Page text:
On Thursdays I post from the vault. In honor of Teacher Appreciation Week, here is a post from October 2014.

Most of our kids are settling back into the school routine and adjusting to their new teachers. I’ve written before about what kind of school parent I am, and in one episode of Mama Said, Sarah and I discussed my ambivalence about volunteering in their classrooms. Short story, I think a lot about what my kids’ teachers think of me.

I discuss my own parenting style with them—including teachers in my
social circles—I keep hearing a lot of similar things: That it’s a
collaboration. Parents and teachers have to work together as a team to
help our kids reach their potential. So I’ve been asking them questions:
What do teachers want us to be? What kind of parents do teachers love?
Here’s what I’ve learned from my teacher friends:

1. Honest

love honest parents. Not the kinds who are always making excuses for
their kids. Not the ones who hide a certain past problem or need from
teachers out of embarrassment. And certainly not the kinds who
misrepresent a statement or situation to another parent or authority. If
you have something to bring up or discuss with your child’s teacher, do
it. Your kids won’t learn honesty if they don’t see it from you.

2. Understanding

a little empathy. That’s all teachers want. They don’t always control
the curriculum. The size of the classroom isn’t their decision. How the
school uses resources is out of their control. Don’t take your
frustrations out on teachers, especially about things that fall beyond
their influence and outside their authority. Remember that past
successes with a specific teacher—whether it’s your own kids or other
kids you know—isn’t a guarantee of success with a different child today.
Some kids need to work harder or get extra help…and it’s not always
the teacher’s fault.

3. Organized

kids leave the school building, teachers have very little sway on what
kids do. So if your kid isn’t finding the time to study, finish
projects, or stay on top of homework, guess who might need to share just
a teensy bit of the blame? Kids aren’t always ready to bear full
responsibility for their organization, so sometimes they need their
parents’ help. Set and keep consistent bedtime hours. Limit their phone
or screen time. Schedule homework time and hold them to it. Make sure
they get a little exercise. And plan ahead. Don’t make them late because
you forgot to pack their lunch. (Kids don’t like being late, and
teachers don’t like it either.)

4. Respectful

can be difficult with certain people—I understand. But trust your
child’s teacher. They know what happens in class, because they’re
present. (You’re not.) That means working together for solutions to
problems, and it means listening. If your teacher gives you advice for
helping a child learn? Take it seriously, just like advice you might get
from your child’s doctor. If a problem comes up, talk to the teacher
first rather than going over their heads with administration. And never,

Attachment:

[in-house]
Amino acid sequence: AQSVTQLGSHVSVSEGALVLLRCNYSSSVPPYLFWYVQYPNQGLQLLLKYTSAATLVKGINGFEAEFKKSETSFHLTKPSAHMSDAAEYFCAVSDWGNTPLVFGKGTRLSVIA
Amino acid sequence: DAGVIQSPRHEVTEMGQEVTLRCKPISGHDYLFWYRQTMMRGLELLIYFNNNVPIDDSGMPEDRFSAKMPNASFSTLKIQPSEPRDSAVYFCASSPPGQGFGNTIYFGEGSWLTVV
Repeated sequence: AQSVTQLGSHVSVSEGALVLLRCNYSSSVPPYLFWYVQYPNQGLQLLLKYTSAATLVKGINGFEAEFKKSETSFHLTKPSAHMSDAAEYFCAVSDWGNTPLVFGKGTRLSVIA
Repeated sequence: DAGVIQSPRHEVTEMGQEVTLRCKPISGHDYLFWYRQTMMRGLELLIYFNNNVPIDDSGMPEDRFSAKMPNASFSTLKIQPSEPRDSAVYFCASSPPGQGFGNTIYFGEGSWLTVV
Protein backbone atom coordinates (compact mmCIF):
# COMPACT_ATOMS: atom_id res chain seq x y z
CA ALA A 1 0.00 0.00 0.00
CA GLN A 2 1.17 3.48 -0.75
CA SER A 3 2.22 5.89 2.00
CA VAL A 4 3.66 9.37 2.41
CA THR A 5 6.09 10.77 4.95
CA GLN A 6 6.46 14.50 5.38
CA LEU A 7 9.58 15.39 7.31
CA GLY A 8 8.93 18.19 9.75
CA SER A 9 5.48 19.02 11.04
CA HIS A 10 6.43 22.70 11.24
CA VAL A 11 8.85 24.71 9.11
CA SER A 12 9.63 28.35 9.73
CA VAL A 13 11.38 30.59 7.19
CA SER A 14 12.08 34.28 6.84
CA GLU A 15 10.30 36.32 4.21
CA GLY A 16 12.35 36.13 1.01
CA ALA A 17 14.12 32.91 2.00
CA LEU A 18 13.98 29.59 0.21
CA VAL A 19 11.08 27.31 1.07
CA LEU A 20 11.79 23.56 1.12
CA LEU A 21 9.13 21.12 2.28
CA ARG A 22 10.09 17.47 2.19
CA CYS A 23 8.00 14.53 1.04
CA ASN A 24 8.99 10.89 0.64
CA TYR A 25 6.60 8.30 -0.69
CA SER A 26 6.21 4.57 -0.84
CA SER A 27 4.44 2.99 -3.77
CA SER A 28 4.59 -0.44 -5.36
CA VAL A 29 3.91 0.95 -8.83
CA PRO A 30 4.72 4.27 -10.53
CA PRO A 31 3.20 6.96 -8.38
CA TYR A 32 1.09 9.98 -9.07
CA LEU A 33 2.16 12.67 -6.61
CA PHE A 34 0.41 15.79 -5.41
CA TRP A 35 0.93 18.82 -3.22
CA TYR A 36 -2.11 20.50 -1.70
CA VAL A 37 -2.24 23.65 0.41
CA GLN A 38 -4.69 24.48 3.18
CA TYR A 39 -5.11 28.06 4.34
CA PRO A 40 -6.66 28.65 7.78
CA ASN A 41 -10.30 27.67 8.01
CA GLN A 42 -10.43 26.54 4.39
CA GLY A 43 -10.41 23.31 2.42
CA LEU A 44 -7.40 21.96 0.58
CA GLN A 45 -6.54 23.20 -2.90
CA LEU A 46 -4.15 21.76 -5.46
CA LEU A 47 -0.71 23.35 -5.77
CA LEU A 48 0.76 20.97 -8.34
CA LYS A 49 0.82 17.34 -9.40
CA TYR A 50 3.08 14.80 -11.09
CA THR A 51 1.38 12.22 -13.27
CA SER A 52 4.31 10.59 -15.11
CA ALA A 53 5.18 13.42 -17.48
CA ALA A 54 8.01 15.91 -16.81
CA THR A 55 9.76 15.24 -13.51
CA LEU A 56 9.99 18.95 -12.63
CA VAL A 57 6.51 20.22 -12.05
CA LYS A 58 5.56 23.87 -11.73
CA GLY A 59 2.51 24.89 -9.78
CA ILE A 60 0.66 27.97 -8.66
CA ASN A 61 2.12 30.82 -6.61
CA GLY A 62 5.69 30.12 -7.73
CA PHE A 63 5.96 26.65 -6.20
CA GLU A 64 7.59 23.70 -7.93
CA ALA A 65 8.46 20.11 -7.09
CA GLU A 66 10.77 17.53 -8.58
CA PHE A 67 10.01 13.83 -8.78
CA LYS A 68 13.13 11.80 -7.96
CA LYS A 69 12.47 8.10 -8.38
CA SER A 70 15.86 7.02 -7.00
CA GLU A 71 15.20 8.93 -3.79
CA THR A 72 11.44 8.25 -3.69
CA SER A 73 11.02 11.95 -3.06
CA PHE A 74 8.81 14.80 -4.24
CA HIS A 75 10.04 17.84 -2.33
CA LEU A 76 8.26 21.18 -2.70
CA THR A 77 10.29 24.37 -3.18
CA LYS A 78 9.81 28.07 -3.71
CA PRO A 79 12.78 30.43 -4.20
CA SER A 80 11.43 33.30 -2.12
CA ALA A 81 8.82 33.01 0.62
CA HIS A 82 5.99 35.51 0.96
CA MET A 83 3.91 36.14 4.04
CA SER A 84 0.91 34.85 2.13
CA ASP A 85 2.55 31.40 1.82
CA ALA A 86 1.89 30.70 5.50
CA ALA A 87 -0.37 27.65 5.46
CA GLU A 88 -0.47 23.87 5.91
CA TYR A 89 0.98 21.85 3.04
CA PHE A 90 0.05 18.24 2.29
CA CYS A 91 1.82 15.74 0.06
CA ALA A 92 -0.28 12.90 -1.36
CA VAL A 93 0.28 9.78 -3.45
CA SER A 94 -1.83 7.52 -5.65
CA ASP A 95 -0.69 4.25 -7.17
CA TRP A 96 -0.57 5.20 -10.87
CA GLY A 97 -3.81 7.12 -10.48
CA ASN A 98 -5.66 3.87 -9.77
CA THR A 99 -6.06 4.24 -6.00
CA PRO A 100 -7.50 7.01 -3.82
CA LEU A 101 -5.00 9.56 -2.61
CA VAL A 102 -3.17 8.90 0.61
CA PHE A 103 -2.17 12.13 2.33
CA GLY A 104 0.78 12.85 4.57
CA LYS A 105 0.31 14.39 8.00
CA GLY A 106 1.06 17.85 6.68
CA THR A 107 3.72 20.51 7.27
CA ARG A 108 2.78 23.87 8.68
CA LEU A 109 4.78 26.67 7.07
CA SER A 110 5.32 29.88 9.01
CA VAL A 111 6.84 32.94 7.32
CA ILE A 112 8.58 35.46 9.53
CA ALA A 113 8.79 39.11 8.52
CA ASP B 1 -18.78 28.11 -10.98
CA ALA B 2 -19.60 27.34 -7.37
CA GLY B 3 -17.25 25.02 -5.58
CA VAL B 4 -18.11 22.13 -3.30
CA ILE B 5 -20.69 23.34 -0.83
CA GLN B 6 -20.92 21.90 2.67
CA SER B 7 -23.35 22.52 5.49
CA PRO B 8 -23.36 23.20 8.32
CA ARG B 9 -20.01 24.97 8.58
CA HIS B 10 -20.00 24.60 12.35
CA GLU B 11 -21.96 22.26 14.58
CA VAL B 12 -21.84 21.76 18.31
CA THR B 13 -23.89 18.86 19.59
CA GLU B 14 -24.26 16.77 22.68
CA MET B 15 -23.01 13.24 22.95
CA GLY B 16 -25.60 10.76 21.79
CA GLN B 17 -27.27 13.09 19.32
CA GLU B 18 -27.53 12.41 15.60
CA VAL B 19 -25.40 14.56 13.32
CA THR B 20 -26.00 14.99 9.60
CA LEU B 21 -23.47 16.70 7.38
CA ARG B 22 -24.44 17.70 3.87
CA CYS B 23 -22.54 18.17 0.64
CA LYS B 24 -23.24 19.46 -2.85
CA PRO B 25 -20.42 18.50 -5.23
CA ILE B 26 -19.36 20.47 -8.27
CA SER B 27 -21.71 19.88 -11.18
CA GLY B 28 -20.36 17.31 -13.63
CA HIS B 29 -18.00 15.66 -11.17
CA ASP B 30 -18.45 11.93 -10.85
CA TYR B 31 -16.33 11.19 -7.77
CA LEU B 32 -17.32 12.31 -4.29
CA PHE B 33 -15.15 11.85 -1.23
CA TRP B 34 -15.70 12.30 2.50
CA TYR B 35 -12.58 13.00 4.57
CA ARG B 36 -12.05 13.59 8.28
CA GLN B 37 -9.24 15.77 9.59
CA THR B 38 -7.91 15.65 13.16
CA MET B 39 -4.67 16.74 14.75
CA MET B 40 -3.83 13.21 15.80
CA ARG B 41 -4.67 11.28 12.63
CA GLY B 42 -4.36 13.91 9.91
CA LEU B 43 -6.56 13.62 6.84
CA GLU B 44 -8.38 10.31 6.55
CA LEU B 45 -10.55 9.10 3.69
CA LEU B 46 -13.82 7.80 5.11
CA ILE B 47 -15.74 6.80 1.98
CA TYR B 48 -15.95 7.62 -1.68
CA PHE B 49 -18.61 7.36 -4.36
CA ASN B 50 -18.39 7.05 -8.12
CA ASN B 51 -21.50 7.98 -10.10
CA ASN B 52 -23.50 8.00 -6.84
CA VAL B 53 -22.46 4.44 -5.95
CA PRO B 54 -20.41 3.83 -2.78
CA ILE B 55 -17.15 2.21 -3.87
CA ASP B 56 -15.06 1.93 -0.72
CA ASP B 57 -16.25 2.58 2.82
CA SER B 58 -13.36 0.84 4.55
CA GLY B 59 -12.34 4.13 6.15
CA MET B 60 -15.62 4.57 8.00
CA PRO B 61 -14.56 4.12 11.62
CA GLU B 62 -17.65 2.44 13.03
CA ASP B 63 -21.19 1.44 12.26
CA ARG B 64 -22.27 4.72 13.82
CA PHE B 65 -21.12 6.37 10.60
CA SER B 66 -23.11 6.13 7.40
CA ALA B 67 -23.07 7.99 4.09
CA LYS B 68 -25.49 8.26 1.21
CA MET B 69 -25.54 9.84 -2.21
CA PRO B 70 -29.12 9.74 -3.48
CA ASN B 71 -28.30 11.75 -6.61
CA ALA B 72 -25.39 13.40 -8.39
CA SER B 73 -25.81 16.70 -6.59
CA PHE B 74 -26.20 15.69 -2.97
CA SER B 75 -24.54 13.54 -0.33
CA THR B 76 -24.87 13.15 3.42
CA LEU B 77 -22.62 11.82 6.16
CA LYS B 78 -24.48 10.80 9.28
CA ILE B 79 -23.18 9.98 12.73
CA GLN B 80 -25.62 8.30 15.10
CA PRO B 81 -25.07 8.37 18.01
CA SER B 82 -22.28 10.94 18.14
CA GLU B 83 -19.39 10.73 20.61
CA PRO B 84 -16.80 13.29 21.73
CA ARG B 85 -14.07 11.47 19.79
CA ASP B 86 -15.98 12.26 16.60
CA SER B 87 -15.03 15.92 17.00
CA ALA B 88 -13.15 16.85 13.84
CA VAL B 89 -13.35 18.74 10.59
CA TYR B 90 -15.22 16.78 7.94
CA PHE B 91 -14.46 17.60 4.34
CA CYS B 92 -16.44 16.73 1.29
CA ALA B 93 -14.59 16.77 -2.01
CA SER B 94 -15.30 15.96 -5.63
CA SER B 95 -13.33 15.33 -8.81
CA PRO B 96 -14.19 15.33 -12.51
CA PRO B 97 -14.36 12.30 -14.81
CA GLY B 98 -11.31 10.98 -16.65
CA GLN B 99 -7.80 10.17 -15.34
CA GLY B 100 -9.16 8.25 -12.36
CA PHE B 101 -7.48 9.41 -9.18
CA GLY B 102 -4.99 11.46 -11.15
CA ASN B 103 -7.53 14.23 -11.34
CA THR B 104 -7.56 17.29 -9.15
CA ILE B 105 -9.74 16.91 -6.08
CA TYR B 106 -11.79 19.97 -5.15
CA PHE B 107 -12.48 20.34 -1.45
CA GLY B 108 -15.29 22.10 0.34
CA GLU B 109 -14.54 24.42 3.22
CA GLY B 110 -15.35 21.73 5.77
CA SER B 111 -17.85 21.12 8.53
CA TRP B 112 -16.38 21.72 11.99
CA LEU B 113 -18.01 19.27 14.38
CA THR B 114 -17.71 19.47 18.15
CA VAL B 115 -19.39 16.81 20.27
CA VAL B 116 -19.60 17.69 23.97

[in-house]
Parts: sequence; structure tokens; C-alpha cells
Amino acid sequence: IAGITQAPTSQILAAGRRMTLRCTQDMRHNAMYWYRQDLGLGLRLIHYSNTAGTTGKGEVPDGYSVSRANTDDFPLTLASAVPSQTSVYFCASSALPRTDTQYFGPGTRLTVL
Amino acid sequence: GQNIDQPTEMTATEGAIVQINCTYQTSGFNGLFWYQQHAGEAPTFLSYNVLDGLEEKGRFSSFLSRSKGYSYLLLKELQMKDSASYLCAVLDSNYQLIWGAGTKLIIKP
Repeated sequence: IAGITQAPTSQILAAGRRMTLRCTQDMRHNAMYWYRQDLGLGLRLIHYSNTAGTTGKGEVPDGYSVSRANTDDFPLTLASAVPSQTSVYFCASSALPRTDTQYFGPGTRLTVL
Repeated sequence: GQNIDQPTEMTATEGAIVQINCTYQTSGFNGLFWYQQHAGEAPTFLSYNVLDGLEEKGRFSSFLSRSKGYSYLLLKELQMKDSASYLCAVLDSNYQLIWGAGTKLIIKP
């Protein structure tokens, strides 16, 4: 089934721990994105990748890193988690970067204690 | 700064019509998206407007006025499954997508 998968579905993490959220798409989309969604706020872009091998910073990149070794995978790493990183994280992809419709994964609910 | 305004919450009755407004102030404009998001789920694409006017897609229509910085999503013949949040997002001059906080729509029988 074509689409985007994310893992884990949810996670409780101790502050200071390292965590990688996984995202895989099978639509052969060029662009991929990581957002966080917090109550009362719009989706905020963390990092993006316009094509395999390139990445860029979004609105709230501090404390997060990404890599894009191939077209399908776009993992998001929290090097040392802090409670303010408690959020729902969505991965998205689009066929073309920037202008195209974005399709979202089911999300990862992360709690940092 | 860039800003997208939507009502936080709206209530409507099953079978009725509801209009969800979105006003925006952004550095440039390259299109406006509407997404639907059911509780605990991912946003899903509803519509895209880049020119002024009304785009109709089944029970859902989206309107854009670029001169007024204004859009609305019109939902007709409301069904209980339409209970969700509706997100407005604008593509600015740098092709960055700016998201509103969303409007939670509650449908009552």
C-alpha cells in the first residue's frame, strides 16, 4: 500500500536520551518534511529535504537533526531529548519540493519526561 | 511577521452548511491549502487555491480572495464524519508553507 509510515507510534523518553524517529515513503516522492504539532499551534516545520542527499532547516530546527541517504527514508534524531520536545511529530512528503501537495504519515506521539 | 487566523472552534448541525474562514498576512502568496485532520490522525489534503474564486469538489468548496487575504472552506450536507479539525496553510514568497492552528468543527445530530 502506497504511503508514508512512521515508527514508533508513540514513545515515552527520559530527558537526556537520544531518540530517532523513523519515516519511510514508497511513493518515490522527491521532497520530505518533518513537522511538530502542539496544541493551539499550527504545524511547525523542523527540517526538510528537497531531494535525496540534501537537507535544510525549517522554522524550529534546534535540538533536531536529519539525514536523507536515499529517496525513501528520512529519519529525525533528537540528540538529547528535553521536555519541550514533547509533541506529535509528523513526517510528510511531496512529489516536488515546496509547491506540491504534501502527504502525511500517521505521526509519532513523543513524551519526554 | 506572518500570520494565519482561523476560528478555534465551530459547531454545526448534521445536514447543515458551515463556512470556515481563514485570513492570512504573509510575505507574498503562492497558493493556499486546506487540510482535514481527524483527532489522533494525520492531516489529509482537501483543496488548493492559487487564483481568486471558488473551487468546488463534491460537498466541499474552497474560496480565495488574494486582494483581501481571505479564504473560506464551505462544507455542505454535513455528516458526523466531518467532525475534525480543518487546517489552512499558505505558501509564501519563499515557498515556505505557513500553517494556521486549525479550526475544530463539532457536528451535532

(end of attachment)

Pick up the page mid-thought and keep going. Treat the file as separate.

ever talk negatively about a teacher in front of your child.

5. Involved

know, I know. This from the I-don’t-volunteer mom. But volunteering is
one thing. But being involved at the most basic level by checking
folders, making sure homework gets done, showing up at school programs
or Open House? That’s required stuff. The best and highest-performing
schools have as much to do with parental involvement than anything else

6. Caring

are at school before your kids arrive and are often there long after
the kids leave. They attend training and meetings. They have to work
with other teachers and deal with the same administrative politics as
anyone else. They work hard to make their rooms cheerful and inviting
(sometimes at their own expense). They design lessons to engage your
kids and make sure they’re ready for the world. It’s a hard job. They’re
not asking for a parade. But saying “thanks” every once in a while via a
short note or small gift goes a long, long way.

told a couple of elementary-school teachers about this post and asked
them What’s one thing you wish parents knew? Here’s what one said: “I
wish parents could understand how much I care for their child and how I
worry about these kids. Each one becomes a large part of my life, and my
thoughts are always about what that child needs. I wish for support
from home and for parents to work with their children—mainly in reading.
I want us to work as a ‘team’ for the betterment of their child.”

one: “Children need to know how to work with all kinds of people, so it
is important for them to learn to adjust to different teaching styles
and personalities. We don’t know at the elementary level what our
children will grow up to be; nor do we know what the personality of the
people they will work for or with will be like. We can encourage our
children to look for positive traits in all people, to notice traits
that promote success, and to work diligently with a constant goal of
self-improvement. The vast majority of teachers want the best for their

The bottom line? Teachers love your kids,
too. They want the best for them, but need you to have their backs. Show
them some appreciation…you might be surprised at the results.